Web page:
COMPETITION for Chinese investment is heating up, despite Australia remaining atop the pile for the eighth year running last year, a new study has revealed.
The KPMG-University of Sydney China Studies Centre released its latest research on out-bound investment flows from the huge economy on Friday.
It found while Australia experienced a 12% rise in Chinese investment, particularly in mining and gas, competition from the United States and Canada was threatening investment flows.
The billions of dollars coming out of China are also finding their way into new markets, with renewable energy and agricultural land two particular targets.
University of Sydney's Professor Hans Hendrischke said there was now no denying the rest of the world was hot on Australia's heels in pursuing the Chinese dollar.
Canada achieved top position for Chinese investment for the 2012 calendar year, due to the completion of one enormous transaction - the US$15.1 billion CNOOC-Nexen oil and gas company deal.
By the end of 2012, total accumulated investment reached US$51 billion in Australia, followed by US$50.7 billion in the USA and US$36.7 billion in Canada, with Brazil and Russia also major recipients.
Although short of the historic peak of US$16.2 billion in 2008, Chinese direct investment inflows into Australia in 2012 rose 21% from 2011 to reach US$11.4 billion in 27 transactions, up from US$9.4 billion in 2011 and US$3.7 billion in 2010.
"These numbers confirm that Australia is still a priority destination due to our vast supply of high quality natural resources, stable and reliable institutional systems and clean, green and fresh image for lifestyle," KPMG's head of China practice in Australia, Doug Ferguson said.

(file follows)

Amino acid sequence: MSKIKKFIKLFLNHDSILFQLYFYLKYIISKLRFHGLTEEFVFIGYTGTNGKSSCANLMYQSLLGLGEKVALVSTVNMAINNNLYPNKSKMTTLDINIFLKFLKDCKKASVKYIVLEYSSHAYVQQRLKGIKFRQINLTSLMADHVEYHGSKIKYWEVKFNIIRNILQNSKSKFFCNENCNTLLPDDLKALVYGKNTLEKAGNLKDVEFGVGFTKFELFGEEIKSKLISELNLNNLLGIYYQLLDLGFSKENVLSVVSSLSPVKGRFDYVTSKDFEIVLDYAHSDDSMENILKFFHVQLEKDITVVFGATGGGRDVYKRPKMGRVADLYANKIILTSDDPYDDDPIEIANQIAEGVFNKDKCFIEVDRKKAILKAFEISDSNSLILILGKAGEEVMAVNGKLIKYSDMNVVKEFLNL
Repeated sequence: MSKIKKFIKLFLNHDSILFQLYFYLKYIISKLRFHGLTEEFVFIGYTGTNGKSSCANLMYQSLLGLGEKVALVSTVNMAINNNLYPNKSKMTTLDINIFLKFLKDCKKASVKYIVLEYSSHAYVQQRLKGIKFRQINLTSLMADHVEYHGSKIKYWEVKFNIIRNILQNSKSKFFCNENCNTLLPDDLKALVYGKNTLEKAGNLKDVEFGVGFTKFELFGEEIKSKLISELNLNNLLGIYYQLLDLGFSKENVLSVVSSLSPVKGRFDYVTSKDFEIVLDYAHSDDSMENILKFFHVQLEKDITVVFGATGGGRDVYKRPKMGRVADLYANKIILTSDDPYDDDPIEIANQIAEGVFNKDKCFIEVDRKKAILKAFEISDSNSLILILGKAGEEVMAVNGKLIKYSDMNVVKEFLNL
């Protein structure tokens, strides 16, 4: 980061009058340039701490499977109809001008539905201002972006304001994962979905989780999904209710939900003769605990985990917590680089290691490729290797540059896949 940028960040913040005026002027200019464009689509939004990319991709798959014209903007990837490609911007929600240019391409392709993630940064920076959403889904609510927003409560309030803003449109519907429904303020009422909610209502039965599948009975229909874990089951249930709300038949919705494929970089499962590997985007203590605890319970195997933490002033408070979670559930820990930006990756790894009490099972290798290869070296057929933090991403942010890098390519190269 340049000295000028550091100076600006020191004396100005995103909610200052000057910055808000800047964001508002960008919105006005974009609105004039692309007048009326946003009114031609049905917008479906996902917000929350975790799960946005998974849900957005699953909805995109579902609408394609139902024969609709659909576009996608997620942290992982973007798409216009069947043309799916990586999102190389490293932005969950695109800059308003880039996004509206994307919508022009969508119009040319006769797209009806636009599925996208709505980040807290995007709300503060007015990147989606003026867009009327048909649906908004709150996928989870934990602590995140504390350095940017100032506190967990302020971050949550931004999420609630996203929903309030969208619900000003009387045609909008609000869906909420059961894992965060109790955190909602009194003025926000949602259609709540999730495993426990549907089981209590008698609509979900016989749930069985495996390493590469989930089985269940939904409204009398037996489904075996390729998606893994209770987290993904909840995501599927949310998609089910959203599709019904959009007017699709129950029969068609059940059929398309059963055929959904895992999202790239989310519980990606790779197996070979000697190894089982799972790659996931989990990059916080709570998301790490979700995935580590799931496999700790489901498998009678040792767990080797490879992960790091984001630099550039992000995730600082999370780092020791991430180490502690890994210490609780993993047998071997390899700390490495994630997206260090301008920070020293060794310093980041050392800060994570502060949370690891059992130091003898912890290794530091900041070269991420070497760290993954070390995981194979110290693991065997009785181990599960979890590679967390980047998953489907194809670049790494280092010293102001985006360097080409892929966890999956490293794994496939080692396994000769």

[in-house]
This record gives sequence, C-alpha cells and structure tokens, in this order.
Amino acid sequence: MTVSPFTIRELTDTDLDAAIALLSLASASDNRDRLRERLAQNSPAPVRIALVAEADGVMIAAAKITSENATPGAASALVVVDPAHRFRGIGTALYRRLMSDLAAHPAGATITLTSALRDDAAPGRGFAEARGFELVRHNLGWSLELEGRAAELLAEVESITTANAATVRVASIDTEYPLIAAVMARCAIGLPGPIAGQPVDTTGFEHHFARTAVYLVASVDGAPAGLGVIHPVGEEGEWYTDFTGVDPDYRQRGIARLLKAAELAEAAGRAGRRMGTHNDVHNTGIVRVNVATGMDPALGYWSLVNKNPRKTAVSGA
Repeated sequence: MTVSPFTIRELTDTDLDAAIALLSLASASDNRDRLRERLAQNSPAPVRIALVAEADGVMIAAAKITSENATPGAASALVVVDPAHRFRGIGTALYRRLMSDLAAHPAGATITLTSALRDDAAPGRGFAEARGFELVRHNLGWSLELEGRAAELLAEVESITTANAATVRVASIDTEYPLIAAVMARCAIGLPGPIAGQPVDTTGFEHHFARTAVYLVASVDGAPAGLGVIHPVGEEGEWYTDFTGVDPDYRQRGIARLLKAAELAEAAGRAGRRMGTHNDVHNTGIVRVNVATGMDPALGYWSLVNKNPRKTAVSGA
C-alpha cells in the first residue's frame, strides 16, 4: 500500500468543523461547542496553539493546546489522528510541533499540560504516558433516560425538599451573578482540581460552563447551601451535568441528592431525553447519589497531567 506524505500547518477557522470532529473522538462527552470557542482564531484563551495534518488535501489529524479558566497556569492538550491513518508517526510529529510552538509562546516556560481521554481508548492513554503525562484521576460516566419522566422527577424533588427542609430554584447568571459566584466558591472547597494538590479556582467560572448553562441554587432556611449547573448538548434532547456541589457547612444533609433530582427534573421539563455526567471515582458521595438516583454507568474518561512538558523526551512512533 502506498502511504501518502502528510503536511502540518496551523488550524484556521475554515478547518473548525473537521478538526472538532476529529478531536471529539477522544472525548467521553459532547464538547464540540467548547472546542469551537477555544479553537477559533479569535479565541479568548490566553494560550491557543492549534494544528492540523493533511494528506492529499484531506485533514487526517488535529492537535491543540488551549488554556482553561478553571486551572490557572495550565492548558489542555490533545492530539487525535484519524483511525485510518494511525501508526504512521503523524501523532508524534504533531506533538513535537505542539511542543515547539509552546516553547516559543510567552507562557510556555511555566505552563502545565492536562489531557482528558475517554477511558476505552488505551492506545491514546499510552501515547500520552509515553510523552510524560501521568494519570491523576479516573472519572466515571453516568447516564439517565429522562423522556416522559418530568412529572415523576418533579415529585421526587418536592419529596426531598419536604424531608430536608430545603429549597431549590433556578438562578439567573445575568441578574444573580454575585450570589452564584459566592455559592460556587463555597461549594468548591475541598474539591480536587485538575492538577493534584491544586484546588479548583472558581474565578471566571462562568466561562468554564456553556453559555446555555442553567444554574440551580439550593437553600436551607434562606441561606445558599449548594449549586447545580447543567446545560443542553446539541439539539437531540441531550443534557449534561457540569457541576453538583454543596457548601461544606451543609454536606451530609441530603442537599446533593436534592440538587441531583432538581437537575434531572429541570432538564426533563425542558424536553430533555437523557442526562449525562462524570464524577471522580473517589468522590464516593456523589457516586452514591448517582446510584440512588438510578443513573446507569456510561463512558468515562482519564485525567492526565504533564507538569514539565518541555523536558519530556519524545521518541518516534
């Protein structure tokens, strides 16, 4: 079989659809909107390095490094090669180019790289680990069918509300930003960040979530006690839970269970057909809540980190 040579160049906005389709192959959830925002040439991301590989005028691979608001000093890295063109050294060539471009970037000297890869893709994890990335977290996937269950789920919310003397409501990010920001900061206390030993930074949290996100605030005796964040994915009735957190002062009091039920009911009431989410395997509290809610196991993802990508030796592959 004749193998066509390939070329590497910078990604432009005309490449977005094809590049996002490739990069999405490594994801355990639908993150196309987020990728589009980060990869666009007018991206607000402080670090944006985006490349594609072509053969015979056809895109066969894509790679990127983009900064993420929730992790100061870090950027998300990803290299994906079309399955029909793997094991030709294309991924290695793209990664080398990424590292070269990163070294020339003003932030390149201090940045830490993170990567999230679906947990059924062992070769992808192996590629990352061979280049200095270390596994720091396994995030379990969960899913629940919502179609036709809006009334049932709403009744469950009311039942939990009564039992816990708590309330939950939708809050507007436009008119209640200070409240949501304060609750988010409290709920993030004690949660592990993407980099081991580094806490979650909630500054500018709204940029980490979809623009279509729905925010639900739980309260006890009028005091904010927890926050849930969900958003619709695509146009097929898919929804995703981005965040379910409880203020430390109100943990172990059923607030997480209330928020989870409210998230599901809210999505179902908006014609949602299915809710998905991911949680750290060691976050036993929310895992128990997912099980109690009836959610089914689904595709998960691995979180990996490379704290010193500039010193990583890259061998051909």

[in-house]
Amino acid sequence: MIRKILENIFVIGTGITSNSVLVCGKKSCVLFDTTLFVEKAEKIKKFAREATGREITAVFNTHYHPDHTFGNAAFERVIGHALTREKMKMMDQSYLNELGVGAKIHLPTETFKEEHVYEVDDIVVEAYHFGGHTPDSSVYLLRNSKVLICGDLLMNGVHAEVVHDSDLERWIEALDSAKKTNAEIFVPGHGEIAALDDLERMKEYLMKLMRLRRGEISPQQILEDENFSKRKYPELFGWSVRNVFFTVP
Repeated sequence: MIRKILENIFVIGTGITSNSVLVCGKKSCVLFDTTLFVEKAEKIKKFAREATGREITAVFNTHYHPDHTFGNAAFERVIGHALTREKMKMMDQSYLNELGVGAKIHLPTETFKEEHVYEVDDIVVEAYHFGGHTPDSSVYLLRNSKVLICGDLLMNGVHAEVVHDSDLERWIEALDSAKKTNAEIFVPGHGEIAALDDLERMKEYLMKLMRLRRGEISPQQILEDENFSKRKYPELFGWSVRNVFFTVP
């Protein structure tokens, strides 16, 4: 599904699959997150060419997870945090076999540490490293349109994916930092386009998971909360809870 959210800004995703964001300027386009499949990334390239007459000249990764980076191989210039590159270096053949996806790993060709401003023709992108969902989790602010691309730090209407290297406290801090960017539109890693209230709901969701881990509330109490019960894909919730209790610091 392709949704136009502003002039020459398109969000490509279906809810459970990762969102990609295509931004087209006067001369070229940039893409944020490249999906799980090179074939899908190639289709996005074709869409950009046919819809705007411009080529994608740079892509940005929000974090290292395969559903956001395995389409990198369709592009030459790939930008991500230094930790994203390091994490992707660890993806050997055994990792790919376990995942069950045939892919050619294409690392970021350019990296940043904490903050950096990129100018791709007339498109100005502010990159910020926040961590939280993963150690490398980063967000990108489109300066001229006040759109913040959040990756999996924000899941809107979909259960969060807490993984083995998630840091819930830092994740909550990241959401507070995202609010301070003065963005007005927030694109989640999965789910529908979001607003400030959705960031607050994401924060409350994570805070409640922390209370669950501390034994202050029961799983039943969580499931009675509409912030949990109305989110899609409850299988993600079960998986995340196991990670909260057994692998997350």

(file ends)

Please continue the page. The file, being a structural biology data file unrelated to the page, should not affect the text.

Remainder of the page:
"While mining and resources still dominate investments, we're seeing greater diversification towards LNG, agribusiness, renewable wind energy and real estate."
Mr Ferguson also expected continued growth in areas including engineering and architecture, renewable energy, specialist environmental services and food safety and processing.
At home, Western Australia and Queensland were the big winners of Chinese investment, particularly on the back of mining and resources.
Notably, the proportion of investments by privately-owned Chinese companies rose during 2012, while the share of capital invested by Chinese state-owned enterprises fell during 2012.
Private Chinese investors completed 26% of all deals by number, and 13% by deal value, in contrast to historical trends of state-owned enterprises being behind 94% by value and 80% by number of deals between 2006 and 2011.
"We are starting to see the next wave of Chinese investment in Australia being made by privately owned companies and this trend will continue under the new investment visa program which opens the door for high net wealth Chinese investors," Mr Ferguson said.
"However, in view of the large size of deals in Australia, the dominance of SOEs is likely to continue as these companies dominate the energy, mining and infrastructure sectors at home in China and have strong central government support to invest abroad."
Chinese investment by industry:
- Mining: 48%Gas: 42%
- Renewable energy: 2%
- Other: 8%
Chinese investment by state (US dollars):
- WA: $6.3b
- QLD: $3.7b
- SA: $523m
- VIC: $444m
- TAS: $182m
- NSW: $117m
SOURCE: KPMG, Demystifying Chinese investment in Australia, 2013.